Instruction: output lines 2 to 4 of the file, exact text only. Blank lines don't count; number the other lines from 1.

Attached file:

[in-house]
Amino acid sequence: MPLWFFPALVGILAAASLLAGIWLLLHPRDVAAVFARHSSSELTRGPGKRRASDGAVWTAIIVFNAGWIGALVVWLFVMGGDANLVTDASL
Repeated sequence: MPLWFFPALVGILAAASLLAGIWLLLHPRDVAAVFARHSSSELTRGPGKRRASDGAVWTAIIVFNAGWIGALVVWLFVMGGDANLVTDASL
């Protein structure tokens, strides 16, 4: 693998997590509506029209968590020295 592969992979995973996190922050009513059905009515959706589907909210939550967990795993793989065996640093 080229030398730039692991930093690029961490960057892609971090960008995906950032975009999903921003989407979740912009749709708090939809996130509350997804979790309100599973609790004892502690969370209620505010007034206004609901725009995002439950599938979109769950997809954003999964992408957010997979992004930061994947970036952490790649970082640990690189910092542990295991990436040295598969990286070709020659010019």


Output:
Amino acid sequence: MPLWFFPALVGILAAASLLAGIWLLLHPRDVAAVFARHSSSELTRGPGKRRASDGAVWTAIIVFNAGWIGALVVWLFVMGGDANLVTDASL
Repeated sequence: MPLWFFPALVGILAAASLLAGIWLLLHPRDVAAVFARHSSSELTRGPGKRRASDGAVWTAIIVFNAGWIGALVVWLFVMGGDANLVTDASL
């Protein structure tokens, strides 16, 4: 693998997590509506029209968590020295 592969992979995973996190922050009513059905009515959706589907909210939550967990795993793989065996640093 080229030398730039692991930093690029961490960057892609971090960008995906950032975009999903921003989407979740912009749709708090939809996130509350997804979790309100599973609790004892502690969370209620505010007034206004609901725009995002439950599938979109769950997809954003999964992408957010997979992004930061994947970036952490790649970082640990690189910092542990295991990436040295598969990286070709020659010019």